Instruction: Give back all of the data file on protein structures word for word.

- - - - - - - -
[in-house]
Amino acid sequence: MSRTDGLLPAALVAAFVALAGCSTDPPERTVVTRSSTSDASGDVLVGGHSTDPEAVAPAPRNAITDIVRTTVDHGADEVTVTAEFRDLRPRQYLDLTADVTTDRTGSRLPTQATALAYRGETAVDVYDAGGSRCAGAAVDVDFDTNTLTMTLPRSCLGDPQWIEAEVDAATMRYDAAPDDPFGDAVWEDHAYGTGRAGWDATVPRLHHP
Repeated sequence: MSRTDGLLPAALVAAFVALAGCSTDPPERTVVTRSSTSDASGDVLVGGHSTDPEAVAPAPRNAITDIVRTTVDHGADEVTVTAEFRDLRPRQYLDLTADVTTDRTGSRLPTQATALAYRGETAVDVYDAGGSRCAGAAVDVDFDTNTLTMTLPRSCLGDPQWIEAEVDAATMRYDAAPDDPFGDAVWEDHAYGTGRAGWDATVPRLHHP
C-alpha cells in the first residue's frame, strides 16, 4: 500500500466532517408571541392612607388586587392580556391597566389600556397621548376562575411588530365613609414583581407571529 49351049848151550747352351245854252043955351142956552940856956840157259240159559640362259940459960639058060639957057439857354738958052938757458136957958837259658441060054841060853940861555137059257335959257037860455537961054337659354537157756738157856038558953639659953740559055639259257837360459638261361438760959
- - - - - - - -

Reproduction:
[in-house]
Amino acid sequence: MSRTDGLLPAALVAAFVALAGCSTDPPERTVVTRSSTSDASGDVLVGGHSTDPEAVAPAPRNAITDIVRTTVDHGADEVTVTAEFRDLRPRQYLDLTADVTTDRTGSRLPTQATALAYRGETAVDVYDAGGSRCAGAAVDVDFDTNTLTMTLPRSCLGDPQWIEAEVDAATMRYDAAPDDPFGDAVWEDHAYGTGRAGWDATVPRLHHP
Repeated sequence: MSRTDGLLPAALVAAFVALAGCSTDPPERTVVTRSSTSDASGDVLVGGHSTDPEAVAPAPRNAITDIVRTTVDHGADEVTVTAEFRDLRPRQYLDLTADVTTDRTGSRLPTQATALAYRGETAVDVYDAGGSRCAGAAVDVDFDTNTLTMTLPRSCLGDPQWIEAEVDAATMRYDAAPDDPFGDAVWEDHAYGTGRAGWDATVPRLHHP
C-alpha cells in the first residue's frame, strides 16, 4: 500500500466532517408571541392612607388586587392580556391597566389600556397621548376562575411588530365613609414583581407571529 49351049848151550747352351245854252043955351142956552940856956840157259240159559640362259940459960639058060639957057439857354738958052938757458136957958837259658441060054841060853940861555137059257335959257037860455537961054337659354537157756738157856038558953639659953740559055639259257837360459638261361438760959